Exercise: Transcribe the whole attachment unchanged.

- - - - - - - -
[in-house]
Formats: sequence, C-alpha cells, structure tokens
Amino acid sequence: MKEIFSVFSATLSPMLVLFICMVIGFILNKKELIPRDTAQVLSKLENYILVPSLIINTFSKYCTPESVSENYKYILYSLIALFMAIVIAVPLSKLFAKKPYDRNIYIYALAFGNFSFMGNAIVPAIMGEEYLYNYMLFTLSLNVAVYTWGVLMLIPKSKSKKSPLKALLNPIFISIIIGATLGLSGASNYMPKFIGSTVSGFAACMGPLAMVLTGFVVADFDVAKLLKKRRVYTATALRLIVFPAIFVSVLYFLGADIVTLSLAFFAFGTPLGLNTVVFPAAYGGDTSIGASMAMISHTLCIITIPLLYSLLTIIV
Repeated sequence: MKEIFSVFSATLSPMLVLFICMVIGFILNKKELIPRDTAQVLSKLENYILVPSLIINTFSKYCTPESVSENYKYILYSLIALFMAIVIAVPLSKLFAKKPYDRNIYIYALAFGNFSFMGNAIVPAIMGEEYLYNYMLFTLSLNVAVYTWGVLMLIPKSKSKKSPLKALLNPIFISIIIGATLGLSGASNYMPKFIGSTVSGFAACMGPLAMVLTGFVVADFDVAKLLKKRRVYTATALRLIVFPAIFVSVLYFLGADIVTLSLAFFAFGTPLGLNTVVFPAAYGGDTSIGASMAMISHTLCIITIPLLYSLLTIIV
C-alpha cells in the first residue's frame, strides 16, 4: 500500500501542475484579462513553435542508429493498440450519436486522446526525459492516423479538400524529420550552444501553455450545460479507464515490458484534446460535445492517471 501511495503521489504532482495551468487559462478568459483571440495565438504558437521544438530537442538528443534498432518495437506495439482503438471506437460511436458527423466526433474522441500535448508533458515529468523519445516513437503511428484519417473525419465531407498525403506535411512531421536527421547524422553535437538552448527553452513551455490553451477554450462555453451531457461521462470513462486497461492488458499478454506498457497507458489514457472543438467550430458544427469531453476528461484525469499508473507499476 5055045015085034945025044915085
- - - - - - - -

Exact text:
[in-house]
Formats: sequence, C-alpha cells, structure tokens
Amino acid sequence: MKEIFSVFSATLSPMLVLFICMVIGFILNKKELIPRDTAQVLSKLENYILVPSLIINTFSKYCTPESVSENYKYILYSLIALFMAIVIAVPLSKLFAKKPYDRNIYIYALAFGNFSFMGNAIVPAIMGEEYLYNYMLFTLSLNVAVYTWGVLMLIPKSKSKKSPLKALLNPIFISIIIGATLGLSGASNYMPKFIGSTVSGFAACMGPLAMVLTGFVVADFDVAKLLKKRRVYTATALRLIVFPAIFVSVLYFLGADIVTLSLAFFAFGTPLGLNTVVFPAAYGGDTSIGASMAMISHTLCIITIPLLYSLLTIIV
Repeated sequence: MKEIFSVFSATLSPMLVLFICMVIGFILNKKELIPRDTAQVLSKLENYILVPSLIINTFSKYCTPESVSENYKYILYSLIALFMAIVIAVPLSKLFAKKPYDRNIYIYALAFGNFSFMGNAIVPAIMGEEYLYNYMLFTLSLNVAVYTWGVLMLIPKSKSKKSPLKALLNPIFISIIIGATLGLSGASNYMPKFIGSTVSGFAACMGPLAMVLTGFVVADFDVAKLLKKRRVYTATALRLIVFPAIFVSVLYFLGADIVTLSLAFFAFGTPLGLNTVVFPAAYGGDTSIGASMAMISHTLCIITIPLLYSLLTIIV
C-alpha cells in the first residue's frame, strides 16, 4: 500500500501542475484579462513553435542508429493498440450519436486522446526525459492516423479538400524529420550552444501553455450545460479507464515490458484534446460535445492517471 501511495503521489504532482495551468487559462478568459483571440495565438504558437521544438530537442538528443534498432518495437506495439482503438471506437460511436458527423466526433474522441500535448508533458515529468523519445516513437503511428484519417473525419465531407498525403506535411512531421536527421547524422553535437538552448527553452513551455490553451477554450462555453451531457461521462470513462486497461492488458499478454506498457497507458489514457472543438467550430458544427469531453476528461484525469499508473507499476 5055045015085034945025044915085